Use Copy to Hadoop

The following sections describe how to use Copy to Hadoop to copy Oracle Database tables to Hadoop.

About Copy to Hadoop

Copy to Hadoop makes it simple to identify and copy Oracle data to the Hadoop Distributed File System (HDFS).

Data exported to the Hadoop cluster by Copy to Hadoop is stored in Oracle Data Pump format. The Oracle Data Pump files can be queried by Hive. When the Oracle table changes, you can refresh the copy in Hadoop. Copy to Hadoop is primarily useful for Oracle tables that are relatively static, and thus do not require frequent refreshes.

Oracle Shell for Hadoop Loaders (OHSH) is the preferred way to use Copy to Hadoop. It includes a command line interface (whose simple command syntax can also be scripted) for moving data between Hadoop and Oracle Database using various resources, including Copy to Hadoop. See Use the Oracle Shell for Hadoop Loaders Interface (OHSH).

First Look: Loading an Oracle Table Into Hive and Storing the Data in Hadoop

This set of examples shows how to use Copy to Hadoop to load data from an Oracle table, store the data in Hadooop, and perform related operations within the OHSH shell. It assumes that OHSH and Copy to Hadoop are already installed and configured.

What’s Demonstrated in The Examples

These examples demonstrate the following tasks:

  • Starting an OHSH session and creating the resources you’ll need for Copy to Hadoop.

  • Using Copy to Hadoop to copy the data from the selected Oracle Database table to a new Hive table in Hadoop (using the resources that you created).

  • Using the load operation to add more data to the Hive table created in the first example.

  • Using the create or replace operation to drop the Hive table and replace it with a new one that has a different record set.

  • Querying the data in the Hive table and in the Oracle Database table.

  • Converting the data into other formats


You may want to create select or create a small table in Oracle Database and work through these steps.

Starting OHSH, Creating Resources, and Running Copy to Hadoop

  1. Start OHSH. (The startup command below assumes that you’ve added the OHSH path to your PATH variable as recommended.)

    $ ohsh
  2. Create the following resources.

    • SQL*Plus resource.

      ohsh> create sqlplus resource sql0 connectid=”<database_connection_url>”
    • JDBC resource.

      ohsh> create jdbc resource jdbc0 connectid=”<database_connection_url>”


    For the Hive access shown in this example, only the default hive0 resource is needed. This resource is already configured to connect to the default Hive database. If additional Hive resources were required, you would create them as follows:
    ohsh> create hive resource hive_mydatabase connectionurl=”jdbc:hive2:///<Hive_database_name>”
  3. Include the Oracle Database table name in the create hive table command below and run the command below. This command uses the Copy to Hadoop directcopy method. Note that directcopy is the default mode and you do not actually need to name it explicitly.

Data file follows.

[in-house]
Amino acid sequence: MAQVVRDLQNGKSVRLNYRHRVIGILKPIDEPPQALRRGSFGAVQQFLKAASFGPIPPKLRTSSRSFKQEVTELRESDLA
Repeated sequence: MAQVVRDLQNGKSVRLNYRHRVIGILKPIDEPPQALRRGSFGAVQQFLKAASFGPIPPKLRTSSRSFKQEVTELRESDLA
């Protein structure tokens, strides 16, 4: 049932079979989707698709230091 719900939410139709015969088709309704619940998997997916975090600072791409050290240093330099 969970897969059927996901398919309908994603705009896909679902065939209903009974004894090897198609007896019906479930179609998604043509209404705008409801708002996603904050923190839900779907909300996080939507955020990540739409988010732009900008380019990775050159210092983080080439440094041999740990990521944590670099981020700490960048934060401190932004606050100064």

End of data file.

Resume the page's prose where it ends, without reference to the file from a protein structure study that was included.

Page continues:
ohsh> create hive table hive0:<new_Hive_table_name> from oracle table jdbc0:<Oracle_Database_table_name> from oracle table jdbc0:<Oracle_Database_table_name> using directcopy

    The Oracle Table data is now stored in Hadoop as a Hive table.

Adding More Data to the Hive Table

Use the OHSH load method to add data to an existing Hive table.

Let’s assume that the original Oracle table includes a time field in the format DD-MM-YY and that a number of daily records were added after the Copy to Hadoop operation that created the corresponding Hive table.

Use load to add these new records to the existing Hive table:

ohsh> load hive table hive0:<Hive_table_name> from oracle table jdbc0:<Oracle_Database_table_name> where “(time >= ’01-FEB-18’)”

Using OHSH create or replace

The OHSH create or replace operation does the following:

  1. Drops the named Hive table (and the associated Data Pump files) if a table by this name already exists.


    Unlike create or replace, a create operation fails and returns an error if the Hive table and the related Data Pump files already exist.

  2. Creates a new Hive table using the name provided.

Suppose some records were deleted from the original Oracle Database table and you want to realign the Hive table with the new state of the Oracle Database table. Hive does not support update or delete operations on records, but the create or replace operation in OHSH can achieve the same end result:

ohsh> create or replace hive table hive0:<new_hive_table_name> from oracle table jdbc0:<Oracle_Database_table_name>


Data copied to Hadoop by Copy to Hadoop can be queried through Hive, but the data itself is actually stored as Oracle Data Pump files. Hive only points to the Data Pump files.

Querying the Hive Table

You can invoke a Hive resource in OHSH in order to run HiveQL commands. Likewise, you can invoke an SQL*Plus resource to run SQL commands. For example, these two queries compare the original Oracle Database table with the derivative Hive table:

ohsh> %sql0 select count(*) from <Oracle_Database_table_name>
ohsh> %hive0 select count(*) from <Hive_table_name>

Storing Data in Other Formats, Such as Parquet or ORC

By default, Copy to Hadoop outputs Data Pump files. In a create operation, you can use the “stored as” syntax to change the destination format to Parquet or ORC:

ohsh> %hive0 create table <Hive_table_name_parquet> stored as parquet as select * from <Hive_table_name>

This example creates the Data Pump files, but then immediately copies them to Parquet format. (The original Data Pump files are not deleted.)